Why Car repair is expensive

I am often asked, “Why does it cost so much to fix my car?” This is a question worth asking, especially if you’ve been given a repair quote that runs into the hundreds or even thousands of dollars. In the past, the cost of car parts would rise with the rate of inflation. However, as our vehicles have become more complex, the parts have become more complex, and the materials they are made of have become more exotic. As a result, some parts have become very expensive. When you get right down to it, the reason car repairs are so expensive is because everyone involved is trying to make a living. The parts supplier must manufacture the part. The parts distributor must inventory and supply the repair shops. The repair shop must charge a labor rate that will allow them to remain in business. The technicians must be paid an hourly wage that reflects their investment in training, certifications, and tools. What’s not often passed onto the consumer are the costs of running a shop, which in this modern age, can be pricey. Regardless of size, a shop has expenses that have to be paid by the work generated. There are the obvious ones, like the rent, electricity, heat and other utilities. Many shops carry their own parts inventory. Given the number of different years, makes, and models of vehicles on the road, this inventory must be broad. Sitting on this inventory is not cheap. Well trained service personnel costs money, period. Usually, techs are classified as “A”, “B”, or “C” techs, and the more high-grade techs in a shop, the more it costs to pay them. In order to attract a high-grade technician these days, shops have to pay a good hourly rate or weekly salary. In addition, health insurance and other benefits such as a company car often go into the package to attract the class “A” technician. These technicians have to go to school on a regular basis to keep up with new automotive technology. Without this training, techs cannot repair vehicles in the “book time” allotted for a particular service operation. (Not to mention the occasional “headache” job that comes along that every tech in town has had his/her hands on without success.) A repair shop usually pays for this training. The last piece of the puzzle is the actual time the technician spends diagnosing and repairing the vehicle. The more complicated the vehicle system, the more difficult and time consuming it becomes to diagnose. While the onboard computers have some self-diagnostic capability, it is not as simple as “hooking up the machine to tell you what’s wrong.” Fault codes must be analyzed, computer data reviewed, and often times, specific electrical measurements must be taken from the affected system in order to determine the actual fault. As you can see, there’s a lot more that goes into auto repair pricing than parts and labor.]]>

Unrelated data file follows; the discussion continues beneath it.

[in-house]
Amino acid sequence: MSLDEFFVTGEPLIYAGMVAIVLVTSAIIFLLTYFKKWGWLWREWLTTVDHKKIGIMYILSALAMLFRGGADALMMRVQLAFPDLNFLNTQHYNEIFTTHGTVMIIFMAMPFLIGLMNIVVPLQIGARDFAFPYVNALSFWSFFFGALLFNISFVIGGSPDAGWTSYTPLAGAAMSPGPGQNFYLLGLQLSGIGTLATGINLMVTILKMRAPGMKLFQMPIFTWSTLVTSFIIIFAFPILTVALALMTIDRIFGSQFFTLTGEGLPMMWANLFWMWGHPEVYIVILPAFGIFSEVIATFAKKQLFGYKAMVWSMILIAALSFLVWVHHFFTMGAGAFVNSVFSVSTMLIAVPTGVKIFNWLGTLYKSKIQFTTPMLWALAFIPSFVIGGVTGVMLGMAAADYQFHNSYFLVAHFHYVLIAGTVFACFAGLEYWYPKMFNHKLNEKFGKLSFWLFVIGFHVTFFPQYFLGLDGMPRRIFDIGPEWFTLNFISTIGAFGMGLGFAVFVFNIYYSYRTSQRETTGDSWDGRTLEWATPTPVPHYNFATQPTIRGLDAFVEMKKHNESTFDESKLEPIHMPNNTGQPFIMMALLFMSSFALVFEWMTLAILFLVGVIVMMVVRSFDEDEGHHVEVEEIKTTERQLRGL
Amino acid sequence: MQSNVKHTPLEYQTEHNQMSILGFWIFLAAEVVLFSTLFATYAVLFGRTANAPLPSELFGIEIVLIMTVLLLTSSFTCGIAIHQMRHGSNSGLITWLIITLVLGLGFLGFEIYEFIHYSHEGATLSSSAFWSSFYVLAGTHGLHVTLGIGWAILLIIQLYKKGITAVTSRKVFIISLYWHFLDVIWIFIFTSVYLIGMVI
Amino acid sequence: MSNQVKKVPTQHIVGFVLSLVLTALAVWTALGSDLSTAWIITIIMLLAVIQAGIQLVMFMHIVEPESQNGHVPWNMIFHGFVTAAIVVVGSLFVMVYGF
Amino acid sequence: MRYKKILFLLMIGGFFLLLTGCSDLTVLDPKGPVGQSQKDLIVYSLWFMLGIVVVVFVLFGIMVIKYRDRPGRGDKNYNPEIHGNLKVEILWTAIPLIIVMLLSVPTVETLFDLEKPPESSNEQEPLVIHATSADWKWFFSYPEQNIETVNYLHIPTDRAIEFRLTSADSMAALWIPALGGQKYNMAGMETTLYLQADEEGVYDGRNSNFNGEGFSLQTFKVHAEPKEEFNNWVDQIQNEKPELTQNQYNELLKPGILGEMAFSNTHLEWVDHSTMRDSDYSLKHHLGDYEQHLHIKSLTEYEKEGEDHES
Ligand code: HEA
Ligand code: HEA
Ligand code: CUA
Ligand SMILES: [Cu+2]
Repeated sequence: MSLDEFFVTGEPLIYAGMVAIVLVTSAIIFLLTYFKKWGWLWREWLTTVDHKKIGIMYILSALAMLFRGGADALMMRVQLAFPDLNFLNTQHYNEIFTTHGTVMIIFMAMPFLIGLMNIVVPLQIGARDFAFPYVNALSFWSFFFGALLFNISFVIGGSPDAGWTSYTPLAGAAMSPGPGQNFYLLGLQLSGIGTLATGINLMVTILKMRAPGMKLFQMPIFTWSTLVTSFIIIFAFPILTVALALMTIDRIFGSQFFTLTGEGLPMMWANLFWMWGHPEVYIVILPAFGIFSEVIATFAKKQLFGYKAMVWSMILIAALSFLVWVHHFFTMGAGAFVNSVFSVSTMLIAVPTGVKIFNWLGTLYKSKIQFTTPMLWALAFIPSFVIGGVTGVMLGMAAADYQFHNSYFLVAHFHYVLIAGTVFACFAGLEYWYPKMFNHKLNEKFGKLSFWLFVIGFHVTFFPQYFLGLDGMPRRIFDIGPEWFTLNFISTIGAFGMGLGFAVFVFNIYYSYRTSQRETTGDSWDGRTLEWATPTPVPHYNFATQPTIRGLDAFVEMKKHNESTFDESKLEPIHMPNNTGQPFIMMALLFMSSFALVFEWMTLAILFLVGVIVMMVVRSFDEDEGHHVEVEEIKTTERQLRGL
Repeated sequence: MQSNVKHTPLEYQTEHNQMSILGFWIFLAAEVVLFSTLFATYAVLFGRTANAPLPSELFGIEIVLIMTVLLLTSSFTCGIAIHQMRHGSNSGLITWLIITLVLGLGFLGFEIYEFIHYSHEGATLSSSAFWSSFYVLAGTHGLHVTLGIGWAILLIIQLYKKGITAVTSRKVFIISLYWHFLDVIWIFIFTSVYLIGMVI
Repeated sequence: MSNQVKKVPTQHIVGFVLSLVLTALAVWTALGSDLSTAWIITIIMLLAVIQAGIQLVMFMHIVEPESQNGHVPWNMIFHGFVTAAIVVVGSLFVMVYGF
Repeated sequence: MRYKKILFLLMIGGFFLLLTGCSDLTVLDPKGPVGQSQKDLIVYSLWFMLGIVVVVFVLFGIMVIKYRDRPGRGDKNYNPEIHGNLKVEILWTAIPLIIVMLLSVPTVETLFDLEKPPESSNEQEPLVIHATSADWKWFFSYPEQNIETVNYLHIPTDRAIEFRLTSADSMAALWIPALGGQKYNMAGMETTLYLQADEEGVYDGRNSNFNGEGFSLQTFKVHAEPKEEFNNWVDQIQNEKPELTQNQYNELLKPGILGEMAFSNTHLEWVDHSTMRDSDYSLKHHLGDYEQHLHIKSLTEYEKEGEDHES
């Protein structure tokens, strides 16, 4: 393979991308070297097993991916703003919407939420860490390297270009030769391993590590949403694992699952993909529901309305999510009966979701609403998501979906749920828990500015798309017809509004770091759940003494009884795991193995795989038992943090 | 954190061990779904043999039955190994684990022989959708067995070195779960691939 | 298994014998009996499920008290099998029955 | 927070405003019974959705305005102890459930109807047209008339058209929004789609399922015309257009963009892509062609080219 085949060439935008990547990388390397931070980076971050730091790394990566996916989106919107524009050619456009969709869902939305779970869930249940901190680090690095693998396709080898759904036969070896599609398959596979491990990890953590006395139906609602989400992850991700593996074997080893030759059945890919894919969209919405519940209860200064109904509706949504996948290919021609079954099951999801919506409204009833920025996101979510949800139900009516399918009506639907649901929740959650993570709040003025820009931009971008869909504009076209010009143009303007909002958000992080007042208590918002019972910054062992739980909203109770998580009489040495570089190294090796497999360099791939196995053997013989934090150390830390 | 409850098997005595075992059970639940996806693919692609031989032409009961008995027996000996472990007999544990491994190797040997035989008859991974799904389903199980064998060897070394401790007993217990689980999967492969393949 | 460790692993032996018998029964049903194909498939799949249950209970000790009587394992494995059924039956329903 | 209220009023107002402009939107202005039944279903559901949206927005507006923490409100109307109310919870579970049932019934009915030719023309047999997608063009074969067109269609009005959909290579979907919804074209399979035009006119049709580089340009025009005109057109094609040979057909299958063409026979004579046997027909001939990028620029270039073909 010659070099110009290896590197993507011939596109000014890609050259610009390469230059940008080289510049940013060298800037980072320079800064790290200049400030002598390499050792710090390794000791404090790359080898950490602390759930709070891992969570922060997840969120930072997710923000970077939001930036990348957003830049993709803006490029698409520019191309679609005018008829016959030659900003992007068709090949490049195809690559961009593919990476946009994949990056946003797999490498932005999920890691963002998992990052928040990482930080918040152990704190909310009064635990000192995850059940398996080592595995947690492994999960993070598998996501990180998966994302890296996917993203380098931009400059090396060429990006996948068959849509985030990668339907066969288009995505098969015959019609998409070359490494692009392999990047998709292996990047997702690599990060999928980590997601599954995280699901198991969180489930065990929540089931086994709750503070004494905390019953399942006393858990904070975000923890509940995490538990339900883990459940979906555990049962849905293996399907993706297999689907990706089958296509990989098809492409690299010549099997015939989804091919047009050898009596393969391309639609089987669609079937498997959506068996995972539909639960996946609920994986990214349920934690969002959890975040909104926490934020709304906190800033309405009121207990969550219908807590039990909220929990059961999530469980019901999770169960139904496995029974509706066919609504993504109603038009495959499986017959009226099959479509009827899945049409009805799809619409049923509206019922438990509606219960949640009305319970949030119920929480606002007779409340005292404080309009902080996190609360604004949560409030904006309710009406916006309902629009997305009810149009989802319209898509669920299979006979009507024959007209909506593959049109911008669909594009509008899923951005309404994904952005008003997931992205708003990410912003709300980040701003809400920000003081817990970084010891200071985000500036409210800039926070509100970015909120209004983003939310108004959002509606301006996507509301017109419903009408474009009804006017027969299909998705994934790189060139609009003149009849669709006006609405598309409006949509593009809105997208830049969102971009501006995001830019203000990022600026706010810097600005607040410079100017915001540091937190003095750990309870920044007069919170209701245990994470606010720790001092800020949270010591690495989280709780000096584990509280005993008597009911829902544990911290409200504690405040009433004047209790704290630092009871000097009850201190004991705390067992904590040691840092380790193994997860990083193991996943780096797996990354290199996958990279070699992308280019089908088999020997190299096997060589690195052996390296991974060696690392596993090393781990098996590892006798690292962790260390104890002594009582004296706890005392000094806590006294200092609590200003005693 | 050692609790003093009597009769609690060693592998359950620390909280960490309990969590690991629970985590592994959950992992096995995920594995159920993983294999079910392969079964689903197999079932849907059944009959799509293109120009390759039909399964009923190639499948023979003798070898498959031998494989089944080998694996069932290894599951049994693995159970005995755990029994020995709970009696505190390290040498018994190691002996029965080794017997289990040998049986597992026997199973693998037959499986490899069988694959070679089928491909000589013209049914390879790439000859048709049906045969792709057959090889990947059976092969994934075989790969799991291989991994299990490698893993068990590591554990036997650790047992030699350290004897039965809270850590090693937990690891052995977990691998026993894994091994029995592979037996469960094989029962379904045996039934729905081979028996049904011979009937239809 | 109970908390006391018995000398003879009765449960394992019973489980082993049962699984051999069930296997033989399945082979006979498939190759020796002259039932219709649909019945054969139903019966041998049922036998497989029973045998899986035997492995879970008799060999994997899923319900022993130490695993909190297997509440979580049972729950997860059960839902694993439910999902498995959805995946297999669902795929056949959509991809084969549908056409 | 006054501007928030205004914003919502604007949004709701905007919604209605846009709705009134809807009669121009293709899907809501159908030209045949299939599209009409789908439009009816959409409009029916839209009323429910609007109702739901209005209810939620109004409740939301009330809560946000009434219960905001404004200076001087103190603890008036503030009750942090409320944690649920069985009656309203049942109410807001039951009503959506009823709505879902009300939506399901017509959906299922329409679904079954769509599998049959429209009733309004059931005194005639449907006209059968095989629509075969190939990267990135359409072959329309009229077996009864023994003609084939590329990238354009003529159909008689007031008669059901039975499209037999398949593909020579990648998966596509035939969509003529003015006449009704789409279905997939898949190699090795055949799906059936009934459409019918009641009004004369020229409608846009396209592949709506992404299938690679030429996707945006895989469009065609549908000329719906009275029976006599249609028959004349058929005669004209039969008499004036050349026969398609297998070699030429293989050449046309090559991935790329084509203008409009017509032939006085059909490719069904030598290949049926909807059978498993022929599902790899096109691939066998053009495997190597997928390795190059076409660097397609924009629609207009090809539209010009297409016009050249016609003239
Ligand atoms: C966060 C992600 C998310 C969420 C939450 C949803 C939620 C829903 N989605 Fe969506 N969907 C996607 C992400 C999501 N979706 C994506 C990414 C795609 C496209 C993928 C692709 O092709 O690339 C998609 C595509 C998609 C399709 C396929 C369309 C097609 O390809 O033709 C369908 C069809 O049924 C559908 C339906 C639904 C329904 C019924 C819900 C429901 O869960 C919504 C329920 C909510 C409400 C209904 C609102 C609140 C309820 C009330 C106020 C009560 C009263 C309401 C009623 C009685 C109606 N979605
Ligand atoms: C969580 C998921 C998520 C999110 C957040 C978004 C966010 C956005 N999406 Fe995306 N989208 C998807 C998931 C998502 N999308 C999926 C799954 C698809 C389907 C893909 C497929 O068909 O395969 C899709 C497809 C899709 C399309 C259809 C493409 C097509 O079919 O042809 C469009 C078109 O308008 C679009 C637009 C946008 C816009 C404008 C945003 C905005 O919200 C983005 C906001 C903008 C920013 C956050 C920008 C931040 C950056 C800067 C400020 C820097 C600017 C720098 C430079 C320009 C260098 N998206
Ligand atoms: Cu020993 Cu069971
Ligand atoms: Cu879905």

Leave a Reply

Your email address will not be published. Required fields are marked *